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J. Elliott

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For the choir director: A psalm of David. I trust in the L ord for protection. So why do you say to me, “Fly like a bird to the mountains for safety! [2] The wicked are stringing their bows and fitting their arrows on the bowstrings. They shoot from the shadows at those whose hearts are right. [3] The foundations of law and order have collapsed. What can the righteous do?" [4] But the Lord is in his holy Temple; the Lord still rules from heaven. He watches everyone closely, examining every person on earth. [5] The Lord examines both the righteous and the wicked. He hates those who love violence. [6] He will rain down blazing coals and burning sulfur on the wicked, punishing them with scorching winds. [7] For the righteous L ord loves justice. The virtuous will see his face.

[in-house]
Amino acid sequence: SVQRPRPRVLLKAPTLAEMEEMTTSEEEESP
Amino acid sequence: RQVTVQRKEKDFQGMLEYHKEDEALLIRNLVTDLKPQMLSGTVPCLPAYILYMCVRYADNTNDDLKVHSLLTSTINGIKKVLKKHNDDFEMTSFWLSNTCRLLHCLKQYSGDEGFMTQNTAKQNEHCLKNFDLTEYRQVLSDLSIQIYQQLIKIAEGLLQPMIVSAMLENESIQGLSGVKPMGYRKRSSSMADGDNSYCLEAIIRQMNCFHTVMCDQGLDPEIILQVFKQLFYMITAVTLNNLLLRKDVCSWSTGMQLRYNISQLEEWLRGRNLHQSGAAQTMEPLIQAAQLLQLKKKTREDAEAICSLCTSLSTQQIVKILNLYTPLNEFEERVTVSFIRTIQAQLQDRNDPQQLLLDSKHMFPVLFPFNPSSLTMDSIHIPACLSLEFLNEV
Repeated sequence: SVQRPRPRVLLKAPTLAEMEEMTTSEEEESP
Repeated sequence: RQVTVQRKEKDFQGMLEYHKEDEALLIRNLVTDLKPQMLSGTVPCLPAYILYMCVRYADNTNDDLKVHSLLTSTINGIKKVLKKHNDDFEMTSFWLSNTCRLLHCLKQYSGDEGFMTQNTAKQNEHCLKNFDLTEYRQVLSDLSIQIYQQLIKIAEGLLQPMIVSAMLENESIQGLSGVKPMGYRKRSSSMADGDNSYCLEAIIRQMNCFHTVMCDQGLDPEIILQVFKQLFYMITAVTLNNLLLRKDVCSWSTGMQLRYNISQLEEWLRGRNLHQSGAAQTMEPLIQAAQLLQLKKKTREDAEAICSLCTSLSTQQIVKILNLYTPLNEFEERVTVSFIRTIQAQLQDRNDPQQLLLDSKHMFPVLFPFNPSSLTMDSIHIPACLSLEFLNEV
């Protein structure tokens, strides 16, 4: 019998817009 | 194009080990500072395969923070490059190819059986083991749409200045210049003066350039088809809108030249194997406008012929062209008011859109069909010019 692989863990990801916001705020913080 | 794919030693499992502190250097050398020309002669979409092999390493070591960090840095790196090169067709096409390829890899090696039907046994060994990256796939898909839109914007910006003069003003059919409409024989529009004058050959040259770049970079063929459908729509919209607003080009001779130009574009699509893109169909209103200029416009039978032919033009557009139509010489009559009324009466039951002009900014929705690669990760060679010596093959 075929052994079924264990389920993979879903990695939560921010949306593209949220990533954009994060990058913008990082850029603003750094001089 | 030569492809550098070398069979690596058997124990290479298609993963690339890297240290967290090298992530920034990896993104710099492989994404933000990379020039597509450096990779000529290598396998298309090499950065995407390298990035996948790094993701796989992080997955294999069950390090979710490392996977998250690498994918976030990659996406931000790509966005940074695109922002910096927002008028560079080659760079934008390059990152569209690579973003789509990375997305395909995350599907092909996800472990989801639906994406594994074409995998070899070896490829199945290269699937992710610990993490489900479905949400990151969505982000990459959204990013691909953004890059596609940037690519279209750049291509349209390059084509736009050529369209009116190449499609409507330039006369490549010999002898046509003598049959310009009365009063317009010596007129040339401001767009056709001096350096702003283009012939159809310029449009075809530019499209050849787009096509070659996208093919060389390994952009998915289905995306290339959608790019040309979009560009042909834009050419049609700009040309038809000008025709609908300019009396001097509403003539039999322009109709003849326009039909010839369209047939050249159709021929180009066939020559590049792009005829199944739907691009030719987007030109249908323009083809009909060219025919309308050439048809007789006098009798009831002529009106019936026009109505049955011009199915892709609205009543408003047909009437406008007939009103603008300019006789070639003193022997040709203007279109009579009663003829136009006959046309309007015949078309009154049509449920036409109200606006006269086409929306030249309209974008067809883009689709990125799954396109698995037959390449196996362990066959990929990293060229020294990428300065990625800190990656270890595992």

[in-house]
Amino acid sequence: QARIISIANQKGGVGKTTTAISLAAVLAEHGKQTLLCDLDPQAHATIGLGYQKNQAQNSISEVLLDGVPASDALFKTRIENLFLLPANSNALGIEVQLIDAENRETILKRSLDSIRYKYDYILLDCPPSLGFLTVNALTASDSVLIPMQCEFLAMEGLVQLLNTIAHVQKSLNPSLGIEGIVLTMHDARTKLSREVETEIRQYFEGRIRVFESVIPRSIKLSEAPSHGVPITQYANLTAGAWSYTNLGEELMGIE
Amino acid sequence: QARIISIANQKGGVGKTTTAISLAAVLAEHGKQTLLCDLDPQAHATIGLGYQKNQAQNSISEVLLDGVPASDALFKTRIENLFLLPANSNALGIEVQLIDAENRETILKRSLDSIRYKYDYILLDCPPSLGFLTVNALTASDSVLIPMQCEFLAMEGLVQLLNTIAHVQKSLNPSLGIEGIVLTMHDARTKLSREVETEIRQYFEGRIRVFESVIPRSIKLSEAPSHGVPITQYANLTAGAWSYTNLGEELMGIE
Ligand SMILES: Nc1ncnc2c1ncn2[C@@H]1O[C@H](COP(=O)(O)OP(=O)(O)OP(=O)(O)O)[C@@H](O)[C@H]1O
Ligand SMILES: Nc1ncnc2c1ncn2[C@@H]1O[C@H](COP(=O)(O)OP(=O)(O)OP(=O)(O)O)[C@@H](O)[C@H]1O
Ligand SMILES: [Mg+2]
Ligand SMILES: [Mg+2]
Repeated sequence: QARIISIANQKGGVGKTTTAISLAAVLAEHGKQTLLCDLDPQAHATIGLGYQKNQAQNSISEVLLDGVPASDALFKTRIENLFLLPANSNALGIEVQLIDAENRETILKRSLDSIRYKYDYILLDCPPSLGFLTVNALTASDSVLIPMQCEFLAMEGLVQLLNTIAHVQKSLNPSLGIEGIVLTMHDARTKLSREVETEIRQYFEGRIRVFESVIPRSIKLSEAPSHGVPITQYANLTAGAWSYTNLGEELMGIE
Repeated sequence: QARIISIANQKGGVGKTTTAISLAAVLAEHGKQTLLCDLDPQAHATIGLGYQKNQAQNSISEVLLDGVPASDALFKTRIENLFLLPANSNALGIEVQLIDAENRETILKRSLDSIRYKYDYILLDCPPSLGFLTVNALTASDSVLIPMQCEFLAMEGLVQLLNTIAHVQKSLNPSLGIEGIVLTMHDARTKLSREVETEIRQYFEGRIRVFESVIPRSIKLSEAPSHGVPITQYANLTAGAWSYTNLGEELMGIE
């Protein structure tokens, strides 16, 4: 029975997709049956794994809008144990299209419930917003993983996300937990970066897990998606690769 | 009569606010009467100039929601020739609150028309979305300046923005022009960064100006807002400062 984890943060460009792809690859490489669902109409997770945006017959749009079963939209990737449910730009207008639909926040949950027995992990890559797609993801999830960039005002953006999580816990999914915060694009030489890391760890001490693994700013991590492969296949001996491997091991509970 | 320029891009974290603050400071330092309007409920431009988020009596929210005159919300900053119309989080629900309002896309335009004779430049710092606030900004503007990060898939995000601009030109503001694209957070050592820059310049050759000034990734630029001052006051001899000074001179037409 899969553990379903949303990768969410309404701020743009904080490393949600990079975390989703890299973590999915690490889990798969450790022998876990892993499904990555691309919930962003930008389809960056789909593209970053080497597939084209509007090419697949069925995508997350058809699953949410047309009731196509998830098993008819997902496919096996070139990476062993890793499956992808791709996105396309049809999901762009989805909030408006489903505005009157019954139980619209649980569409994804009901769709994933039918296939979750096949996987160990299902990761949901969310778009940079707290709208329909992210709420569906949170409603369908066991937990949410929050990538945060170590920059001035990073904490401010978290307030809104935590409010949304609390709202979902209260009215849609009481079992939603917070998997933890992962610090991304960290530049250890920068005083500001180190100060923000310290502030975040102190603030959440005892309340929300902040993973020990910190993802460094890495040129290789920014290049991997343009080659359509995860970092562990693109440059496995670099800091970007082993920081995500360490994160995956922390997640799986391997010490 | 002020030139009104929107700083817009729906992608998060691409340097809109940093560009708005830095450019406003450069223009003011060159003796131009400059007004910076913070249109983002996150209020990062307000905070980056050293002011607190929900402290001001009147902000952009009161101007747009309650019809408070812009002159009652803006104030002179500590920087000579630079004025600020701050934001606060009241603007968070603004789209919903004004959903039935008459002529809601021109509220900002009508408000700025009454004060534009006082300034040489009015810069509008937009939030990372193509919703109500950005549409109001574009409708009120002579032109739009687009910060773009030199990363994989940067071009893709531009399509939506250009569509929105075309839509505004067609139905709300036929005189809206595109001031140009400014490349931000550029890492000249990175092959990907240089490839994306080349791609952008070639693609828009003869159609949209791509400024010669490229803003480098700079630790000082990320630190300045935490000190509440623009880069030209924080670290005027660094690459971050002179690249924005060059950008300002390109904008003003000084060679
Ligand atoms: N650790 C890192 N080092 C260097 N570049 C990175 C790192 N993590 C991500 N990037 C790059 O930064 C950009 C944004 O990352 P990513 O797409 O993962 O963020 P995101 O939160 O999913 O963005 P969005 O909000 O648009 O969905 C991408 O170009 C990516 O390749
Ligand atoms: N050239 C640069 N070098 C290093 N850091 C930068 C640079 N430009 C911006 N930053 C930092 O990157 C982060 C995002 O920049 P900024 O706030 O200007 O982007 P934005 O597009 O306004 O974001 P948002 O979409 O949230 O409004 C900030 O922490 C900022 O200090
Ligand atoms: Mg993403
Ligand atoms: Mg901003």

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As dead flies cause even a bottle of perfume to stink, so a little foolishness spoils great wisdom and honor. [2] A wise person chooses the right road; a fool takes the wrong one. [3] You can identify fools just by the way they walk down the street! [4] If your boss is angry at you, don't quit! A quiet spirit can overcome even great mistakes. [5] There is another evil I have seen under the sun. Kings and rulers make a grave mistake [6] when they give great authority to foolish people and low positions to people of proven worth. [7] I have even seen servants riding horseback like princes-and princes walking like servants! [8] When you dig a well, you might fall in. When you demolish an old wall, you could be bitten by a snake. [9] When you work in a quarry, stones might fall and crush you. When you chop wood, there is danger with each stroke of your ax. [10] Using a dull ax requires great strength, so sharpen the blade. That's the value of wisdom; it helps you succeed. [11] If a snake bites before you charm it, what's the use of being a snake charmer? [12] Wise words bring approval, but fools are destroyed by their own words. [13] Fools base their thoughts on foolish assumptions, so their conclusions will be wicked madness; [14] they chatter on and on. No one really knows what is going to happen; no one can predict the future. [15] Fools are so exhausted by a little work that they can't even find their way home. [16] What sorrow for the land ruled by a servant, the land whose leaders feast in the morning. [17] Happy is the land whose king is a noble leader and whose leaders feast at the proper time to gain strength for their work, not to get drunk. [18] Laziness leads to a sagging roof; idleness leads to a leaky house. [19] A party gives laughter, wine gives happiness, and money gives everything! [20] Never make light of the king, even in your thoughts. And don’t make fun of the powerful, even in your own bedroom. For a little bird might deliver your message and tell them what you said.